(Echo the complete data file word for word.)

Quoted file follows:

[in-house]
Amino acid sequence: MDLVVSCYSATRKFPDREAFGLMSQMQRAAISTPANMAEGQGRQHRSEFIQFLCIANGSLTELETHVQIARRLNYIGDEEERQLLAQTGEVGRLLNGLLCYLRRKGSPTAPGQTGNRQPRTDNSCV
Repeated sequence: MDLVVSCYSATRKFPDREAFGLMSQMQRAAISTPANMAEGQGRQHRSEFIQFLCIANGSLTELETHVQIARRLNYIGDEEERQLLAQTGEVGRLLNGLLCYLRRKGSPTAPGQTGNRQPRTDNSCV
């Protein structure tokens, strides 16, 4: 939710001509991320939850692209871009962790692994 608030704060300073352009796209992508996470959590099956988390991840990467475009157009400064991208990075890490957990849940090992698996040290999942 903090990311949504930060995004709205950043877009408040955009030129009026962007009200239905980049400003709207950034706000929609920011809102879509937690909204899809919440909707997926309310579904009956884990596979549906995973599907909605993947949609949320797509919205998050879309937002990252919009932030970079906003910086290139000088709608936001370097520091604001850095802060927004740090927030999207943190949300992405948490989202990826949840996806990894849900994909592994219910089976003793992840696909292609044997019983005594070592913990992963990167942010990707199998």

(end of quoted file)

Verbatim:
[in-house]
Amino acid sequence: MDLVVSCYSATRKFPDREAFGLMSQMQRAAISTPANMAEGQGRQHRSEFIQFLCIANGSLTELETHVQIARRLNYIGDEEERQLLAQTGEVGRLLNGLLCYLRRKGSPTAPGQTGNRQPRTDNSCV
Repeated sequence: MDLVVSCYSATRKFPDREAFGLMSQMQRAAISTPANMAEGQGRQHRSEFIQFLCIANGSLTELETHVQIARRLNYIGDEEERQLLAQTGEVGRLLNGLLCYLRRKGSPTAPGQTGNRQPRTDNSCV
């Protein structure tokens, strides 16, 4: 939710001509991320939850692209871009962790692994 608030704060300073352009796209992508996470959590099956988390991840990467475009157009400064991208990075890490957990849940090992698996040290999942 903090990311949504930060995004709205950043877009408040955009030129009026962007009200239905980049400003709207950034706000929609920011809102879509937690909204899809919440909707997926309310579904009956884990596979549906995973599907909605993947949609949320797509919205998050879309937002990252919009932030970079906003910086290139000088709608936001370097520091604001850095802060927004740090927030999207943190949300992405948490989202990826949840996806990894849900994909592994219910089976003793992840696909292609044997019983005594070592913990992963990167942010990707199998």